Tourists ‘may have delayed until 2010’
Cape records six percent fall in revenue from annual influx of international visitors
INTERNATIONAL tourism to the Western Cape decreased by 6 percent this holiday season, driven mostly by the effects of the international recession and a stronger rand.
Cape Town’s high-end hotels were the season’s other major casualty as they showed a significant slowdown this year, compared with previous years.
Calvyn Gilfellan, CEO of Routes Unlimited, said there had been mixed response about the summer holiday season from across the province. International tourism, which in 2008 contributed R20 billion to the economy, had declined by about 6 percent, he said, mostly due to the recession.
Gilfellan however said he believed this would pick up this year as Europe, America and Canada started their slow economic recovery.
In addition, he said, it appeared that inter national visitors were showing an interest in being in South Africa for 2010, even if not specifically for the World Cup.
“At a lot of the international tourism shows people are saying they want to be in South Africa the year the first World Cup is hosted on the African continent.
“So, even if they don’t come for the games, they might come before or afterwards.”
He said another possible reason for the decline in international tourism to the province this season was that football fans would be saving their money to attend the World Cup, which kicks off in June.
Gilfellan said that despite the drop in inter national tourists, there had been keen interest in the Western Cape shown by South Africans.
“The minstrels’ carnival saw lower numbers this year, but there were still significant numbers from Gauteng and KwaZulu-Natal in the crowds.”
There was also a “significant slowdown” in the more upmarket hotels and restaurants as domestic middle-class families stayed away from them, opting instead for good value and more time on the city’s beaches.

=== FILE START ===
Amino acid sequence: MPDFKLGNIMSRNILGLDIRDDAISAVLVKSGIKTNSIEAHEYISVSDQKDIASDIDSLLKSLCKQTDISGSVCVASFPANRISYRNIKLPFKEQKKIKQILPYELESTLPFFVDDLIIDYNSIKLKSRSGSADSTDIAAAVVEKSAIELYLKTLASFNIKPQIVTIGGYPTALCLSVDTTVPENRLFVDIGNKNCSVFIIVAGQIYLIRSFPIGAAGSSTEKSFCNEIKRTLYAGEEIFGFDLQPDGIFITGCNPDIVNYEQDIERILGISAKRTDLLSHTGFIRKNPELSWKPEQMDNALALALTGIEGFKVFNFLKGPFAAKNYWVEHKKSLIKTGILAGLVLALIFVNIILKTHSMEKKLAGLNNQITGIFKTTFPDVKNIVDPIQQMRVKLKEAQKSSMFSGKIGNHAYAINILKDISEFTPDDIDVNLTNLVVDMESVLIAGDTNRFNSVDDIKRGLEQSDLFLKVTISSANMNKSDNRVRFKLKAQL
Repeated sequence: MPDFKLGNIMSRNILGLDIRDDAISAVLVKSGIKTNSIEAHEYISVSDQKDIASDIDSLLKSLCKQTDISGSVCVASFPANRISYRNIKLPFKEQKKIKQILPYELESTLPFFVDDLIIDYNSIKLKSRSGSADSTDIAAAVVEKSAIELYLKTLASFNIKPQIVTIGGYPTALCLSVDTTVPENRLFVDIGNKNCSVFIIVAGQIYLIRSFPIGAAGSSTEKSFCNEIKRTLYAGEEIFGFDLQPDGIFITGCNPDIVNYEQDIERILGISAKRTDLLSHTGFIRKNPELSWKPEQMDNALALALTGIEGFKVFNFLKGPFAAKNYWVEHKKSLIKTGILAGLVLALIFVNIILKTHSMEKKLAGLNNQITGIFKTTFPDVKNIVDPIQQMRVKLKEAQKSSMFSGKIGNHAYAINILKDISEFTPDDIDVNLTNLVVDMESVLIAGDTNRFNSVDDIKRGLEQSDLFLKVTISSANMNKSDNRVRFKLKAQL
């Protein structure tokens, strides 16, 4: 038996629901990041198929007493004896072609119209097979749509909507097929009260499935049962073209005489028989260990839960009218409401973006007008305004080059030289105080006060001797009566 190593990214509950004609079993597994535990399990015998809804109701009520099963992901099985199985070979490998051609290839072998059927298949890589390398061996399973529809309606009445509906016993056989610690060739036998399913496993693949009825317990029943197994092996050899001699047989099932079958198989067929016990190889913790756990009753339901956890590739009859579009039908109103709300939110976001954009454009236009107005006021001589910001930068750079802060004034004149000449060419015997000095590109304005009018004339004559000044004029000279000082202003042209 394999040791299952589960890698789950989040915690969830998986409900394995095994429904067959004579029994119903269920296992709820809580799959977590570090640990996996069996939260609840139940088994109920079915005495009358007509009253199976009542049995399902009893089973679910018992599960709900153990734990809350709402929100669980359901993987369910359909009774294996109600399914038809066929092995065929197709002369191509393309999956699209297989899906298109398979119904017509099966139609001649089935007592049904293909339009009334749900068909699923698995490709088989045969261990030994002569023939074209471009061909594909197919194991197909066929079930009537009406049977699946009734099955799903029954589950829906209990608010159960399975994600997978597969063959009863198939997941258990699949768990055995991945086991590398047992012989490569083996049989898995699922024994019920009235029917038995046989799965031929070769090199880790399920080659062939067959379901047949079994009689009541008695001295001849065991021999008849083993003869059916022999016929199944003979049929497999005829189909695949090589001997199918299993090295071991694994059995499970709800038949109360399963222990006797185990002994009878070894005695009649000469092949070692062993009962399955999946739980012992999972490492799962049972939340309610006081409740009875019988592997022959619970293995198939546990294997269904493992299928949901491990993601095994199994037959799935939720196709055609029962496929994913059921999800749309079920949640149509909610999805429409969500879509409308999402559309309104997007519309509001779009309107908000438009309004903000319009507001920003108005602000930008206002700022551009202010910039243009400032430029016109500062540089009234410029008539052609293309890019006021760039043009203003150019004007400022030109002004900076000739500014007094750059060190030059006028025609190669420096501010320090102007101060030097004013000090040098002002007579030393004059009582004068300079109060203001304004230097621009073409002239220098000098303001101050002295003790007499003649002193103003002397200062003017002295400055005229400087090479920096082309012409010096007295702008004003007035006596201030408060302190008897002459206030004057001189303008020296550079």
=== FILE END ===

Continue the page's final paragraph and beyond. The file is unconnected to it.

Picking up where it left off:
The Cape chairman of Fedhasa (Federated Hospitality Association of South Africa), Phillip Couvaras, said top-end and five-star hotel occupancy rates were down about 10 percent on the previous year, mostly due to the economic situation.
“The economy has affected people’s ability to stay in lux- ury hotels,” he said.
There had been a shift in trends that had seen three and four-star hotels out-performing last year’s occupancy rates as people opted for better-value holidays, Couvaras said.
He said that international tourists had been noticeably absent, due to the economy and the stronger rand.
“In the past, when the exchange rate was R14 to the pound, South Africa was very good value, but the rand is very strong now and this year it just wasn’t good value.”
Couvaras said that restaurants had experienced a slow start to the season, but had reported good business from Christmas Day onwards.
“We struggled to get guests into restaurants. The good ones were well-supported across the city and as far as Franschhoek.”
Beaches across the city were packed this holiday season with record crowds turning out at some of the beaches.
On the Garden Route the season started very late, and in the week before Christmas was quieter than in previous years.
Couvaras said this could have been due to the massive drought there, or because the shorter school holidays made families delay their trips slightly.
CEO of Knysna tourism Shaun van Eck confirmed that the season had started later but, he said, the popular holiday town had been at “full capacity” by the peak of the season and was still enjoying high occupancy rates.
He said the season had been “satisfactory” and the drought had had little effect on the tourist season.
“We were pro-active in getting the message out that people can still come, and people responded very well to requests to use water responsibly.”
He added that water usage was significantly lower than during the previous summer season. “We are very happy, considering the tough economic year people have had and the fact that a lot of people didn’t get bonuses or had smaller bonuses than usual.”
Van Eck said there had been a higher spend a head in Knysna and spending on restaurants and holiday activities like Knysna’s paddle cruiser had been good. Retail was, however, marginally down from 2008.
Reports from the Overberg region, Gilfellan said, indicated that the season had been about the same as last year.
In the winelands, Tulbagh and Zeerust said they had reached better rates than in previous years, but other areas within the region had remained more or less stable.
Initial reports from the West Coast indicated that figures were significantly higher than in previous years, but Gilfellan said this growth came off a low base.
ROOM FOR MORE: Tourists travel by boat to Robben Island. This season’s international visitors opted for better-value holidays, says Fedhasa chief Phillip Couvaras.